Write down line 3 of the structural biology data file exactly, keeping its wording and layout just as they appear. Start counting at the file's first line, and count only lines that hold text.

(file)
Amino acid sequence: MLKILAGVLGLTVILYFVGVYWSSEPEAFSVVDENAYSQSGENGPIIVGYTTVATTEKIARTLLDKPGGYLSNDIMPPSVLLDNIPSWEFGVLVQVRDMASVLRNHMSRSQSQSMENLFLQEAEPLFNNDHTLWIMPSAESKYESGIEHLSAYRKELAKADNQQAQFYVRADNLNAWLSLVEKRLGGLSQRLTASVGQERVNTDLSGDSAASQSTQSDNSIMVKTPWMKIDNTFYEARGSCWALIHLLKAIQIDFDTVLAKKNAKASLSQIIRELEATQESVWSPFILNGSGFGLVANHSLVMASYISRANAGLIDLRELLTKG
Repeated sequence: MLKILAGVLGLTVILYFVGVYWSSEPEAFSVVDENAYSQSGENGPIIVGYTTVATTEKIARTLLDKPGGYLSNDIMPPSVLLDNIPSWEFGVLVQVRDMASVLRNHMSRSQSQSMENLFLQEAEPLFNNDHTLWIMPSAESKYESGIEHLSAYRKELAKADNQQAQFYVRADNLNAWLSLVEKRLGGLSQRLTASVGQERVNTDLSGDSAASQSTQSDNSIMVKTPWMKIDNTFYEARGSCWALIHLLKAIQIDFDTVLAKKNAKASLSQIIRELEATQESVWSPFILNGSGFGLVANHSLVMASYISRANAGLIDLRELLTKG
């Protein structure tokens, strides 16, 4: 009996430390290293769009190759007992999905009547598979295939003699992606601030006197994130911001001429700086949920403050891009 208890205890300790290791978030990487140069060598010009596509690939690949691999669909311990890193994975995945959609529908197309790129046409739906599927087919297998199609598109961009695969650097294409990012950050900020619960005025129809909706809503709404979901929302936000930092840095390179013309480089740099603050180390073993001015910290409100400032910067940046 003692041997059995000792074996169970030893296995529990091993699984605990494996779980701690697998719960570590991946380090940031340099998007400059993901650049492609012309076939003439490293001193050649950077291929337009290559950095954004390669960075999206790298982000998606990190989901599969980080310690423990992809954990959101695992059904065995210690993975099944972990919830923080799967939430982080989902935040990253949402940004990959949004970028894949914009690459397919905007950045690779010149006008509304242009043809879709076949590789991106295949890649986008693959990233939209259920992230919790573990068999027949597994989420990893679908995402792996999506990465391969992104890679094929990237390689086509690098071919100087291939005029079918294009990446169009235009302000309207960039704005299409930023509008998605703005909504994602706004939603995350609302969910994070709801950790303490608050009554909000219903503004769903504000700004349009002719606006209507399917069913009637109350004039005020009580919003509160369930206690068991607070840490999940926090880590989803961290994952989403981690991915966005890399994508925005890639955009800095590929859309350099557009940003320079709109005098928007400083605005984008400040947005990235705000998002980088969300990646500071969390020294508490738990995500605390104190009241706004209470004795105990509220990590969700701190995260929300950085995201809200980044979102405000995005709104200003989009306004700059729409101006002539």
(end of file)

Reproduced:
């Protein structure tokens, strides 16, 4: 009996430390290293769009190759007992999905009547598979295939003699992606601030006197994130911001001429700086949920403050891009 208890205890300790290791978030990487140069060598010009596509690939690949691999669909311990890193994975995945959609529908197309790129046409739906599927087919297998199609598109961009695969650097294409990012950050900020619960005025129809909706809503709404979901929302936000930092840095390179013309480089740099603050180390073993001015910290409100400032910067940046 003692041997059995000792074996169970030893296995529990091993699984605990494996779980701690697998719960570590991946380090940031340099998007400059993901650049492609012309076939003439490293001193050649950077291929337009290559950095954004390669960075999206790298982000998606990190989901599969980080310690423990992809954990959101695992059904065995210690993975099944972990919830923080799967939430982080989902935040990253949402940004990959949004970028894949914009690459397919905007950045690779010149006008509304242009043809879709076949590789991106295949890649986008693959990233939209259920992230919790573990068999027949597994989420990893679908995402792996999506990465391969992104890679094929990237390689086509690098071919100087291939005029079918294009990446169009235009302000309207960039704005299409930023509008998605703005909504994602706004939603995350609302969910994070709801950790303490608050009554909000219903503004769903504000700004349009002719606006209507399917069913009637109350004039005020009580919003509160369930206690068991607070840490999940926090880590989803961290994952989403981690991915966005890399994508925005890639955009800095590929859309350099557009940003320079709109005098928007400083605005984008400040947005990235705000998002980088969300990646500071969390020294508490738990995500605390104190009241706004209470004795105990509220990590969700701190995260929300950085995201809200980044979102405000995005709104200003989009306004700059729409101006002539």